Bear Naked: Getting to Know John Yoo

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Loathed by many, less disliked by few, Boalt professor John Yoo is as polarizing as a man can get in Berkeley.

The notorious torture memos were somewhat of a necessity. Given the situation's lack of precedent, someone had to say something about it.

But it's entirely beyond my scope to discuss the moral and technical merits of the unitary executive theory. What I did learn, through a two-hour conversation at the I-House, is that Yoo is an interesting man and that, well, he's a man.

As opposed to the media and public backlash that followed the memo's release -- and by now we all know the story, a public overreaction to what was arguably a war-time overreaction -- I was more interested in his thoughts on law and economics (a topic we will omit here for the sake of brevity, but more importantly, readability) and what kind of sports fan he is.

People age. Their lives become crowded by more important issues that demote fandom to the backseat. Just ask Ayr, who used to be a Wrigley Field bleacher bum; today he sits in trees.

Yoo himself used to be a die-hard Philadelphia fan. I suppose he still is from a distance, but he was once an immigrant kid cluelessly placed in one of the harshest sports towns in America. So I began things by asking him whether his 18 years or so in Philly affected him as much as Wrigley affected Ayr.

"You know, not really," says Yoo. "I think Philadelphia as a city and the teams all have this kind of character, sort of gritty, sort of always maybe being the underdog. I don't know if you saw that movie Invincible. It's about this working-class guy in Philadelphia who tries out for the Eagles and makes the team through determination, kind of like Rocky. The city's kind of like that, and the teams kind of have that character to them.

"They don't really have that much style and grace to them. They just win through determination and will, so yeah, I do admire those virtues. And between the Niners and the Raiders, I'm much more of a Raiders kind of guy."

He follows professional sports more closely than collegiate ones, and it's hard to blame him this time. A Harvard and Yale Law alum, he professes he wasn't much of a college fan until his arrival to Berkeley alongside some guy named Jason Kidd in the early '90s.

Harvard football was "terrible to watch," he says, and Cal football wasn't exactly a Pac-10 powerhouse until recent years. Yoo, who follows the season on television, remembers the difference.

"I have to tell you that I didn't realize until this decade that the team shot off a cannon every time they scored a touchdown because I had never really heard the cannon go off (in the '90s)," laughs Yoo. "I mean, my office was right there in the '90s, and now I can hear it all the time. But back in the '90s, I was like, 'What is that cannon? It goes off maybe once a game. What does it mean?'"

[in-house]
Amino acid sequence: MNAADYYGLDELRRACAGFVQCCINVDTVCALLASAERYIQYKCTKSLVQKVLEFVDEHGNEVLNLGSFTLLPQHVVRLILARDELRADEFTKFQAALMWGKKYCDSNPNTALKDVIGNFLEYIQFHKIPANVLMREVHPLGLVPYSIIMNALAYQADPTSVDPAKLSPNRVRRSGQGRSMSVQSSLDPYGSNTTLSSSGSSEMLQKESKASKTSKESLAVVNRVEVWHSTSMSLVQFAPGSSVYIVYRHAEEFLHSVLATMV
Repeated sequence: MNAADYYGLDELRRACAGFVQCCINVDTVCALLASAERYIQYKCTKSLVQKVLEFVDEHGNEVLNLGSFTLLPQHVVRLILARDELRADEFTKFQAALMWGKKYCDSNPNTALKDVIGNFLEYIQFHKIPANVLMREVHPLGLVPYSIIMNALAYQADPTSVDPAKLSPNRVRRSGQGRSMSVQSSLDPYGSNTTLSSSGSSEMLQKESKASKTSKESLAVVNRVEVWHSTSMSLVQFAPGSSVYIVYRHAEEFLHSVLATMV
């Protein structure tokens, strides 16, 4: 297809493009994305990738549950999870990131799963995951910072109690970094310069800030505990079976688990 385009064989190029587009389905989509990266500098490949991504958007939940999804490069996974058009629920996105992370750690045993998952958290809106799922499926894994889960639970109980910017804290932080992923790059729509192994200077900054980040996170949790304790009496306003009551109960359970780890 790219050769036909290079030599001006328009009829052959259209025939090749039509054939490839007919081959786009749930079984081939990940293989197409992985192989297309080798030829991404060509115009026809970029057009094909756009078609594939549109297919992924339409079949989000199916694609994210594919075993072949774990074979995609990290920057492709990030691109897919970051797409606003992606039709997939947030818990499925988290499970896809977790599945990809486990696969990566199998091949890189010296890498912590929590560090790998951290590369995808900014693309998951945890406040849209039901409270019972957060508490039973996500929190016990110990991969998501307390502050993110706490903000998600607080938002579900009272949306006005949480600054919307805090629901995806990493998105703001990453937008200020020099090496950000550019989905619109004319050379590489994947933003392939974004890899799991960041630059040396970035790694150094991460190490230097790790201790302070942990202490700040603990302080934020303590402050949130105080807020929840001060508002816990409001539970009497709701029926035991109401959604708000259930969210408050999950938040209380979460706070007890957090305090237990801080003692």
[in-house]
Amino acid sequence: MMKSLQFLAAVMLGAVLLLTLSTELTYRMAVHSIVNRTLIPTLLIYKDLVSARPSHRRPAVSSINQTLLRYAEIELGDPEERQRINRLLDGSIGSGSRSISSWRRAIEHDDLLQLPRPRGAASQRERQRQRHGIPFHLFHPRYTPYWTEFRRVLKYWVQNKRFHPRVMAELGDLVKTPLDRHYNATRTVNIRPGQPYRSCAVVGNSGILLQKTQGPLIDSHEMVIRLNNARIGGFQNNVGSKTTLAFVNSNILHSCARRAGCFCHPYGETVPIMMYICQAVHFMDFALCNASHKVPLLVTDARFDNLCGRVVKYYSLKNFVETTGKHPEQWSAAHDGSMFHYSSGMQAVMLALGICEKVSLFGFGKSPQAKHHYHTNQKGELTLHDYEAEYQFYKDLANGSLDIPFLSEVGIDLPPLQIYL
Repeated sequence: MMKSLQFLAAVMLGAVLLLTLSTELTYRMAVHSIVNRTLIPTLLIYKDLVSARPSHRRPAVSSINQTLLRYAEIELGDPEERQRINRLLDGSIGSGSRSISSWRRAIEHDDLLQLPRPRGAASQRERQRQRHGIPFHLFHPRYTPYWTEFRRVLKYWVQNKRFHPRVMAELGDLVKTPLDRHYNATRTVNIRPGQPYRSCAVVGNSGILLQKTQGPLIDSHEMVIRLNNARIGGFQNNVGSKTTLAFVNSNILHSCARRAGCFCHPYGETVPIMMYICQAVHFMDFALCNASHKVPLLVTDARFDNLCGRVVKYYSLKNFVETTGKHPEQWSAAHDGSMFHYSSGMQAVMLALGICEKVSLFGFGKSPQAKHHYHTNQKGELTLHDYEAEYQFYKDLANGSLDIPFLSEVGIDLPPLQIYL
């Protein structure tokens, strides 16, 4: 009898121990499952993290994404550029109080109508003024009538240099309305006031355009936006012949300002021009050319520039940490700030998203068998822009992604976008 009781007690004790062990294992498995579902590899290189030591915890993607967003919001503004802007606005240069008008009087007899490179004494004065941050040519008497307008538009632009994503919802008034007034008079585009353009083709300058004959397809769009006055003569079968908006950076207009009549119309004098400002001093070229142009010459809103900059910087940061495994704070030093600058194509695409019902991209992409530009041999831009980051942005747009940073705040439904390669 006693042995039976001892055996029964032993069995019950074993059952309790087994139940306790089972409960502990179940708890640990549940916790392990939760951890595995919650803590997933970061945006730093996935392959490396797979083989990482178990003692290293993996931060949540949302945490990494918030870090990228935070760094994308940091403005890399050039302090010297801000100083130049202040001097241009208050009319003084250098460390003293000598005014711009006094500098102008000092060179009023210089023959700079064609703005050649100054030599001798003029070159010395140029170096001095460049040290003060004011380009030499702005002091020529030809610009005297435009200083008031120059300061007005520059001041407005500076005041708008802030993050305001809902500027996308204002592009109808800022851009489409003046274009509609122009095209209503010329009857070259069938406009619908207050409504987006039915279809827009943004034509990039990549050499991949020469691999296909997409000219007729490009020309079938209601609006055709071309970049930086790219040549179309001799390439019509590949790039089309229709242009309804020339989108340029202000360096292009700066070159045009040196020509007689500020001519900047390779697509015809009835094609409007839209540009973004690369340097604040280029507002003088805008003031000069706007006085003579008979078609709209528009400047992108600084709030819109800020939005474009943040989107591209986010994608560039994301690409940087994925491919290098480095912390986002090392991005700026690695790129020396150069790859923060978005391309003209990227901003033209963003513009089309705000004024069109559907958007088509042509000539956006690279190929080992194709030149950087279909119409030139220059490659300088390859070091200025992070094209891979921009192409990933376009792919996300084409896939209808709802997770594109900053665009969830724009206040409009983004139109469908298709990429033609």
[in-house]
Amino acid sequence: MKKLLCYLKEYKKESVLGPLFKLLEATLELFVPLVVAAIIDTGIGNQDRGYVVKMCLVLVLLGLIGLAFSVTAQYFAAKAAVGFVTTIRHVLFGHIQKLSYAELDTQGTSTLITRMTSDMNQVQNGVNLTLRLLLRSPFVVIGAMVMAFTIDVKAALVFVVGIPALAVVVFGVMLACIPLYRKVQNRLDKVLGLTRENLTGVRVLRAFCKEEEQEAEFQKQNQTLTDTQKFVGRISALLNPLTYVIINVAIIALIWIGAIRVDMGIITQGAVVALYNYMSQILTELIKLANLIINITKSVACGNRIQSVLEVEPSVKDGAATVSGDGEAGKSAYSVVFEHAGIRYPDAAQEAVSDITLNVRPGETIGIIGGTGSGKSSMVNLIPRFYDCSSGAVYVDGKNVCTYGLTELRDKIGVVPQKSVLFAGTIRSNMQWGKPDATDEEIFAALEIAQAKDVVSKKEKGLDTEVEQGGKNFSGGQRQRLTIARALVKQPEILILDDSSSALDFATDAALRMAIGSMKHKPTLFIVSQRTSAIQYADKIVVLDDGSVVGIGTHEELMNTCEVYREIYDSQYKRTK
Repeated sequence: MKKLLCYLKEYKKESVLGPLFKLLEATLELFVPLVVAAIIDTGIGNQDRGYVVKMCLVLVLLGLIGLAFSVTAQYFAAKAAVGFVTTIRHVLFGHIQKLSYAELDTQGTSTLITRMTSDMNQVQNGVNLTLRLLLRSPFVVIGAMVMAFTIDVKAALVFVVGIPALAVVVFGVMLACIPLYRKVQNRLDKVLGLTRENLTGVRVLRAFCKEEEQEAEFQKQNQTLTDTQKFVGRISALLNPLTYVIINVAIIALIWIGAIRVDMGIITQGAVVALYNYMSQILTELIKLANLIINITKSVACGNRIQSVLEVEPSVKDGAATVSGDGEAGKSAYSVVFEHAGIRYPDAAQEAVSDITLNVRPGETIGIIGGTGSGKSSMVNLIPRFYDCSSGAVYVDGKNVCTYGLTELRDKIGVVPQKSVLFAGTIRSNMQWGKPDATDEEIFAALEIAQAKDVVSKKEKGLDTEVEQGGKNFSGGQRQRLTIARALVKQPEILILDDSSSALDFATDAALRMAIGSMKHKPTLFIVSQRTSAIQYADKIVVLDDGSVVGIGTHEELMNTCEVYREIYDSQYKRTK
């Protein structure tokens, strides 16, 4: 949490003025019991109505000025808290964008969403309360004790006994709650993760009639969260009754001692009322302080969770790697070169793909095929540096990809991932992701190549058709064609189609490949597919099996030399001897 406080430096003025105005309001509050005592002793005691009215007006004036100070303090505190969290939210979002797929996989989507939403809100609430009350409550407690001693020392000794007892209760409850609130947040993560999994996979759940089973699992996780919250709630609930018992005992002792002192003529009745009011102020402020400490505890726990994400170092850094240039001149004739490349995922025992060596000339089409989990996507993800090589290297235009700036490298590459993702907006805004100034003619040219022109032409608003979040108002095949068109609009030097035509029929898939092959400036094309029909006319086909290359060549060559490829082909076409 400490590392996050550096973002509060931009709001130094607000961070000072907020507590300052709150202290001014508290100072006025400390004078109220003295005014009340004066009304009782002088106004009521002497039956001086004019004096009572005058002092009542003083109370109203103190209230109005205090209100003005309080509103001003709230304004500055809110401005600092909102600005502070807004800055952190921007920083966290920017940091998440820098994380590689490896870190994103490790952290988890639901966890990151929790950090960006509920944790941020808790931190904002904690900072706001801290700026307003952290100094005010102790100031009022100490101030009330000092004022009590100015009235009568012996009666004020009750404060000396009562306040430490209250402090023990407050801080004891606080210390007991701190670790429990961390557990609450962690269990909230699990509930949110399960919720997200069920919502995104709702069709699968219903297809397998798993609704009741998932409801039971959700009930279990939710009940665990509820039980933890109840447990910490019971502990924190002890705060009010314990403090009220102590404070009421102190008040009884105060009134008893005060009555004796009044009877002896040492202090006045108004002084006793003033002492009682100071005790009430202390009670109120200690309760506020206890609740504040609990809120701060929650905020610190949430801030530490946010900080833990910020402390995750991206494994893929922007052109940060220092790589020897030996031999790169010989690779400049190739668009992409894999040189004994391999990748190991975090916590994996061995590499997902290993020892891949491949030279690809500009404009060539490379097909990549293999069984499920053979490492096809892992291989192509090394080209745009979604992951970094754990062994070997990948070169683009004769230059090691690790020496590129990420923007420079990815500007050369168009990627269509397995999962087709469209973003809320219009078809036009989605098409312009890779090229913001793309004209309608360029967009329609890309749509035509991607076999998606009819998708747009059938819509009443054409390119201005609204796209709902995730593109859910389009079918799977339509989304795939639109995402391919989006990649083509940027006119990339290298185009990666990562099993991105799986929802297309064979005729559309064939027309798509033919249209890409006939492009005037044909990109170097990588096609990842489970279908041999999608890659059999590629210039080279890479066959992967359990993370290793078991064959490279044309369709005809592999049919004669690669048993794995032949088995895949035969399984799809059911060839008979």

In many ways, pro athletes are still more interesting to Yoo, perhaps because they're allowed to be. When asked whether he was a basketball fan, Yoo noted retired forward Charles Barkley as the last hoops player he devotedly followed. He recalled a run-in with Barkley during his time at the Supreme Court.

"I clerked at the Supreme Court for Justice Clarence Thomas for a year, and he came by to visit Justice Thomas," he says. "Justice Thomas knew I was a big 76ers fan, so he let me give him a tour of the Supreme Court.

"In the Supreme Court there's the courtroom, and the floor above it, there's a basketball court. It's called the highest court in the land because it's above the Supreme Court. I took him there, he started shooting baskets and I mean, he was good ... It was just really cool for me to have one of my sports heroes, Charles Barkley, shoot baskets."

Barkley, who was contemplating running for governor of Alabama at the time, according to Yoo, even had a few legal inquiries for him.

"I remember him asking about why every state doesn't have the death penalty," says Yoo. "I was like, 'Well, it's up to the choice of each state.' He said, 'I don't understand. If someone kills someone, why don't they get the death penalty?' I had a great time."

Yoo also spent a year working in the Senate as part of the General Council for the Senate Judiciary Committee. Perhaps he would've had more interesting stories had he held the post today, but he did see his share of sports-related cases while on the job.

In the '90s, the Senate held a hearing regarding the NFL, whether it should receive the same exemption from anti-trust laws as baseball did and be allowed to collude ticket prices across the country. The hearing didn't result in any notable changes, but if Yoo remembers any one personality from those called upon the Senate offices, it was Dallas Cowboys owner Jerry Jones.

"He is hilarious," says Yoo. "During those hearings, he came in saying, 'I just want to make more money for the Cowboys, I want to change any law it takes that prevents me from making money for the Cowboys.'

"He was giving out these gifts, pencils and pens with Cowboy logos. He was really loud. He's a small guy, but he's larger than life."

Today, Yoo is a larger-than-life figure himself, perhaps not in the way he might have imagined when he began his work with the Justice Department. It's difficult to see whether the man has ambitions outside academics, but after spending a day in his office, it was hard to imagine he has outer aspirations.

At the very least, he's one of us on Saturdays. After he suggested I pursue becoming an agent given my interests, I spun the question toward him, whether he had ever considered managing or representing any sort of athletic entity.

"I just like sports as a fan," he answered. "That's all."

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